February 12 — In the latest effort to push a “clean up” the country’s cultural sector ahead of this summer’s Olympic Games, China’s censors aimed their lances at films containing scenes of horror and supersition, citing the need to “protect the mental and physical well-being of minors.” A notice released by China’s General Administration of Press and Publications (GAPP) said “rigorous checks” would be carried out on audio and video materials produced in 2006 and 2007. Anything dealing with “horror or the supernatural” (恐怖灵异类) and found to be in violation would be “pulled from shelves, sealed up, confiscated and handled according to relevant regulations.” The notice, which spoke of a “resurgence” (回潮趋势) of horror and supersititon on the domestic market, added that production of such materials planned for 2008 release must be ceased immediately. In a commentary that topped Sina.com’s list of editorials the day of the notice’s release, Tao Duanfang (陶短房) suggested GAPP’s net was far too wide. While “the goal is to control and remove the negative effect this kind of material has on society”, Tao wrote, “it should be pointed out that the measure of a policy is not just its original intention but its operability (可操作性) and intelligibility (可理解性).” Before the authorities rush in to enforce this notice, said Tao, they should be clear about exactly what kind of material will be targeted. Would people still be allowed to watch Harry Potter and Journey to the West?
February 16 – In the latest fake photo scandal uncovered by Web users in China, Chengdu Evening Post reported that netizens had exposed as fake an award-winning photo depicting a herd of Tibetan antelopes passing in the foreground of the Qinghai-Tibet Railway, and that the photographer had gone on record saying the photo was indeed a composite. The photo, taken by Liu Weiqiang (刘为强), won an award for “most memorable news photo” from China Central Television in 2006. According to the Chengdu Evening Post report, a Web user posted a message about Liu’s photo on a popular Chinese-language site for photo hobbyists after discovering a suspicious line suggesting the image had been pasted together. Within hours the post had drawn thousands of comments and Web users had uncovered other problems with the photo. Liu is currently vice-head of the photo desk for Daqing Evening Post (大庆晚报), a commercial spin-off of Heilongjiang’s official city-level Daqing Daily. In an interview with reporters, Liu said he had never intended to release the photograph as a “news photo” and that CCTV had discovered his work and entered it into the contest without his knowledge. Quoted in Chengdu Evening Post, one expert photographer said CCTV should bear responsibility for the confusion. According to a report on February 18 by Southern Metropolis Daily, CCTV has publicly defended its decision to include Liu’s photo in the competition. The state-run network said the photo could be entered as a news photo because it had appeared in reports by the official Xinhua News Agency and other media. CCTV also released a transcript of an interview with Liu Weiqiang on the night of the awards ceremony in which the photographer says that he took the photo himself. [More coverage and translation at ESWN].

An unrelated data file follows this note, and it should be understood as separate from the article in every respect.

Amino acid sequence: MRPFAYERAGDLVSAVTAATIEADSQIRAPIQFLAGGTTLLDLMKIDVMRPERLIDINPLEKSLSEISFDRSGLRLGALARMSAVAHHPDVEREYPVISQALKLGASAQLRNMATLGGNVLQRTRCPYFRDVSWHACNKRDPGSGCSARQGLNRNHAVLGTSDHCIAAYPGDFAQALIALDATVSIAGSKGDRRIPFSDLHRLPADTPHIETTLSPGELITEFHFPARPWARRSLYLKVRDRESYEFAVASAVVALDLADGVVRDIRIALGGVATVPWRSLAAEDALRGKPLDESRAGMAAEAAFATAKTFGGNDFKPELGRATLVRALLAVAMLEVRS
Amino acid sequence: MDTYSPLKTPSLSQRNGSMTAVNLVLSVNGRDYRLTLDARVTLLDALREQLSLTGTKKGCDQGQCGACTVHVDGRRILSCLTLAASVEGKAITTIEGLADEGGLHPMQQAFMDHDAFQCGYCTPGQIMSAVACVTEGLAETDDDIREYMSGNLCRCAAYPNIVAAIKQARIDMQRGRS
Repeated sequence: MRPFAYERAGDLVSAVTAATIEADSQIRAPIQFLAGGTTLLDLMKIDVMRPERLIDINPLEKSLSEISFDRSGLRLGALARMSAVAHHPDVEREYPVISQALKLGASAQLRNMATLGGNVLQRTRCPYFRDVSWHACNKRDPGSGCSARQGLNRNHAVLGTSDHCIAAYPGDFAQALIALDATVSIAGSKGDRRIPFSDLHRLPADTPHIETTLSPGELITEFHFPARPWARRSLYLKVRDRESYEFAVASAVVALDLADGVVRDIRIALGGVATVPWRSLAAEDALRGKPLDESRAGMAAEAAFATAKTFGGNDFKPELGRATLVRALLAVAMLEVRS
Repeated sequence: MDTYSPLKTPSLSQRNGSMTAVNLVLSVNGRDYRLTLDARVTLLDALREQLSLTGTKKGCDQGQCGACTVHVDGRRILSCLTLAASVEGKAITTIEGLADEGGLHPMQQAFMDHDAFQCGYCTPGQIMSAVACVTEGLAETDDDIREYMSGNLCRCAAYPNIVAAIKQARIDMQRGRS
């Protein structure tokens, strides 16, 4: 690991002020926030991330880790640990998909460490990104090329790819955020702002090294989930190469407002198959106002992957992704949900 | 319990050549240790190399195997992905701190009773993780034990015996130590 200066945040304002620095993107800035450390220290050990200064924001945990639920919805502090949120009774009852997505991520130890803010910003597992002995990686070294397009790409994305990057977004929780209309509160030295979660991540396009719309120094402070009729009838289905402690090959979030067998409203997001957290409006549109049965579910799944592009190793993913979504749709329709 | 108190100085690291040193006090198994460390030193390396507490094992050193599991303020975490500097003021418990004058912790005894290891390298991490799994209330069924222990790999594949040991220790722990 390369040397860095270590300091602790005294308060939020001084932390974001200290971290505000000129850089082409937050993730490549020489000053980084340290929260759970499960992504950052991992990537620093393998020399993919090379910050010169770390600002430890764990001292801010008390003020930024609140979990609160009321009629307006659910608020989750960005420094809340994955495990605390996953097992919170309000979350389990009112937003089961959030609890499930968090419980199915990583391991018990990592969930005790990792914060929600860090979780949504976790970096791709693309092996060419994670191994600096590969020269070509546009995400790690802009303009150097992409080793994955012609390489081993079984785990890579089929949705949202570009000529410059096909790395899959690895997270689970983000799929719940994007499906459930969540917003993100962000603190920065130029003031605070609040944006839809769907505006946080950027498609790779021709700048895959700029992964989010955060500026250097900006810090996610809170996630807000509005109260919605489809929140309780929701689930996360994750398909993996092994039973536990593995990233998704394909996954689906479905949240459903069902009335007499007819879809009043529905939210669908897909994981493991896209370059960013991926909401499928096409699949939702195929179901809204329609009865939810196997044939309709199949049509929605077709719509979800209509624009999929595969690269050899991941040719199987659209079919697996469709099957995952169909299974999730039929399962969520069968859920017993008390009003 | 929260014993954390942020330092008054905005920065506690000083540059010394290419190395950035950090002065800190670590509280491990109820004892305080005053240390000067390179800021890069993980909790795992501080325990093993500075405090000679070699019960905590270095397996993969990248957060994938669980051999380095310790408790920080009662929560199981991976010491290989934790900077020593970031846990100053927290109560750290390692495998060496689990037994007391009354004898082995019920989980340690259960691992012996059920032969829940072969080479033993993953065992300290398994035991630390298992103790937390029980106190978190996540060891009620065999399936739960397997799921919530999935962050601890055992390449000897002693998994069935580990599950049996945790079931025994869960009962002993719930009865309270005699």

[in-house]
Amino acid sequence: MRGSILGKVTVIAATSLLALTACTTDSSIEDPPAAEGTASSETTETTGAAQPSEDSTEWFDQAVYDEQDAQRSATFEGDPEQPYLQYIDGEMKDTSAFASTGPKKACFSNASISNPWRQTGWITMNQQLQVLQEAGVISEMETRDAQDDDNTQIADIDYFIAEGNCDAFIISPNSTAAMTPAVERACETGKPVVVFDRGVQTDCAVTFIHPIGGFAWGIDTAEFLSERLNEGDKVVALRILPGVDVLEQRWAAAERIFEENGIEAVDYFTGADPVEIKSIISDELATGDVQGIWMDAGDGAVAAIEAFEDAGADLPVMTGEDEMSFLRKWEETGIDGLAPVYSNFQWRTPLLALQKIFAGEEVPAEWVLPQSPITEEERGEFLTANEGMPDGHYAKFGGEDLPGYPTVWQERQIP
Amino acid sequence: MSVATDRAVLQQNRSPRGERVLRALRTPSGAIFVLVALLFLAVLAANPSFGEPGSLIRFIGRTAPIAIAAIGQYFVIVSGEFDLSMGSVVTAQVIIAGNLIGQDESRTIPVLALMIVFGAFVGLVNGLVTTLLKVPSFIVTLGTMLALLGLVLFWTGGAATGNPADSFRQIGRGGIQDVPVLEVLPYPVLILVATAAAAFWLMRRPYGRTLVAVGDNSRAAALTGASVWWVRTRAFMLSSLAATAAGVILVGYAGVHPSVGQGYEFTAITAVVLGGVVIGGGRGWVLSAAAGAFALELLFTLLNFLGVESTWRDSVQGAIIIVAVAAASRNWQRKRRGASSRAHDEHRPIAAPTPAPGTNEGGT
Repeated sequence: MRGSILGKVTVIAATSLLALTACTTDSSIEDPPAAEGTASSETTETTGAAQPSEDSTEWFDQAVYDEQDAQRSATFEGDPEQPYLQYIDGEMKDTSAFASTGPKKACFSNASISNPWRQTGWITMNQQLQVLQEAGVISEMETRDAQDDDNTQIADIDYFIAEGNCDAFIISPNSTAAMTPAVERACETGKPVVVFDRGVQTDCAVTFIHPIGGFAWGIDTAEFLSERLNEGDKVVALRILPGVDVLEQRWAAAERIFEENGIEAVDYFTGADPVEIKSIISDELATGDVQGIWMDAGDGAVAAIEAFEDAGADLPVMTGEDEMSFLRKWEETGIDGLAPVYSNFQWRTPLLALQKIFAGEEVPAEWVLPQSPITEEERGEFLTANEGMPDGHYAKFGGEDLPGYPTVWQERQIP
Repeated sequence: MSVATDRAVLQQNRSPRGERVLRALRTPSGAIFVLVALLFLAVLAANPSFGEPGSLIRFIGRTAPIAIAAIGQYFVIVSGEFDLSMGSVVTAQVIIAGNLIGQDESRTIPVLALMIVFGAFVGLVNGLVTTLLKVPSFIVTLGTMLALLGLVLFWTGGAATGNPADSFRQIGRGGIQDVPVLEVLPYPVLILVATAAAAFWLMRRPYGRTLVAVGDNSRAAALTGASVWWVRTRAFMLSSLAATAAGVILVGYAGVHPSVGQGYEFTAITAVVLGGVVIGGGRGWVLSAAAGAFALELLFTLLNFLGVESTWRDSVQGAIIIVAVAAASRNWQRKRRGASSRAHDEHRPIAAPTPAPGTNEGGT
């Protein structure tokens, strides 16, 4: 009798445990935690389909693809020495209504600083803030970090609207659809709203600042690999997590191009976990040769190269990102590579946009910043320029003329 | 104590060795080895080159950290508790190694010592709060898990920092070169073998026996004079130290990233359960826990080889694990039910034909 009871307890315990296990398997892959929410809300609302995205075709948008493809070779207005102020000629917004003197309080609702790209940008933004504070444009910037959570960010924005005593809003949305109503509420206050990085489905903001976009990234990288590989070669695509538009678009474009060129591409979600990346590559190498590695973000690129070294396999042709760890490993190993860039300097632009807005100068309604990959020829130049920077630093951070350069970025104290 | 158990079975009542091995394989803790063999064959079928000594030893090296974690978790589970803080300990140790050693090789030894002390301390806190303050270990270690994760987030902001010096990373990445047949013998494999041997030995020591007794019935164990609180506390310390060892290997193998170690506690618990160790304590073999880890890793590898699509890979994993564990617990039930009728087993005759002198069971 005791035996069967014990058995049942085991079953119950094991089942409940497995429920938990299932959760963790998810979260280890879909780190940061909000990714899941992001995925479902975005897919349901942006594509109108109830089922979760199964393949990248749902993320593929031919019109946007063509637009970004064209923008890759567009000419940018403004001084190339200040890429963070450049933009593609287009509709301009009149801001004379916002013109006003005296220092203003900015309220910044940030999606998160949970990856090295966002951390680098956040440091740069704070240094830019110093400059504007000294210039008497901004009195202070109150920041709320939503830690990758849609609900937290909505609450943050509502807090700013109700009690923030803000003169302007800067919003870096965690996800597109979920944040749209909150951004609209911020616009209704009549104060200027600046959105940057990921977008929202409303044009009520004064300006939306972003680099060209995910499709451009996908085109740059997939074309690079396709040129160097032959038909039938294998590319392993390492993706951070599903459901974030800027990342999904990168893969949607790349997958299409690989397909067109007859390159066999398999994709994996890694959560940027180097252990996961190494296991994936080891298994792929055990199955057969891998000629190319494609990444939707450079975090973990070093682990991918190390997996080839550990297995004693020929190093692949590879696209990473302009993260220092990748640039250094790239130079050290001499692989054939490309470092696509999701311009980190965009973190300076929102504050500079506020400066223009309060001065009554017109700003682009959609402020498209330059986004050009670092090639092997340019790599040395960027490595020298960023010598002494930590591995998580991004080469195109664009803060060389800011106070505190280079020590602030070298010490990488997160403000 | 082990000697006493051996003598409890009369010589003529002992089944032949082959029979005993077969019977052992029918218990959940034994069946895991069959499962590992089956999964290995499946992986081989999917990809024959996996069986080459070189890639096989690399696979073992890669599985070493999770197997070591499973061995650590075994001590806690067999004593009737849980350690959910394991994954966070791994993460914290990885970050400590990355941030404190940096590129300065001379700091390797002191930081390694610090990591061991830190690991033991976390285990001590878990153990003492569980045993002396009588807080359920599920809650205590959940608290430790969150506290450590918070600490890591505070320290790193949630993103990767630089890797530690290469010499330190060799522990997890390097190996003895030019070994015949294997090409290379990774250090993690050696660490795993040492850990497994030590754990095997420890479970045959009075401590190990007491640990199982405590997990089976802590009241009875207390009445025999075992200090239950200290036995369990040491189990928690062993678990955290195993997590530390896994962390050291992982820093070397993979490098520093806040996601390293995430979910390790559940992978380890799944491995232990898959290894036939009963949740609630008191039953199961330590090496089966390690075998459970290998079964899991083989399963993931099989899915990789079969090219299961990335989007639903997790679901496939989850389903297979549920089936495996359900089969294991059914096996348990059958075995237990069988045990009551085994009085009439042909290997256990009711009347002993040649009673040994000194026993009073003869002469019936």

February 16 — In a move to promote greater government transparency, Kunming Daily, the mouthpiece of top leaders in Kunming, the capital of Yunnan Province, printed a list of the names of city officials, their contact numbers and their specific areas of responsibility. An online copy of the list, which ran on the Kunming news site www.clzg.cn, was feverishly downloaded by Web users, according to a report in today’s China Youth Daily. While postings by Web users were generally enthusiastic about the list, initial response from officials was mixed. Kunming CPPCC member Wu Tinggen (吴庭根), quoted in China Youth Daily, was supportive. “Publicizing these phone numbers not only benefits the people in directly relating their problems, it also benefits the work of monitoring lower-level offices by superiors,” Wu said. “Doing this might make some officials really uncomfortable, but as it stands officials are too comfortable and the people are too uncomfortable, so how you see this really depends on where you’re standing.” Another local official told the newspaper, however, that the publishing of the list could carry a lot of negatives, overwhelming government offices with “fussy phonecalls” (骚扰电话) and impacting normal operations. Kunming’s top leader, party secretary Ying Yongsheng (应永生), told China Youth Daily that all official numbers, including his own, would be made public “so that if they need the people can reach us.” Ying Yongshen also said the city had plans to release a special manual including eight documents on Kunming’s soft environment (policies and laws, etc.), with the goal of making it easier for ordinary people and investors to navigate.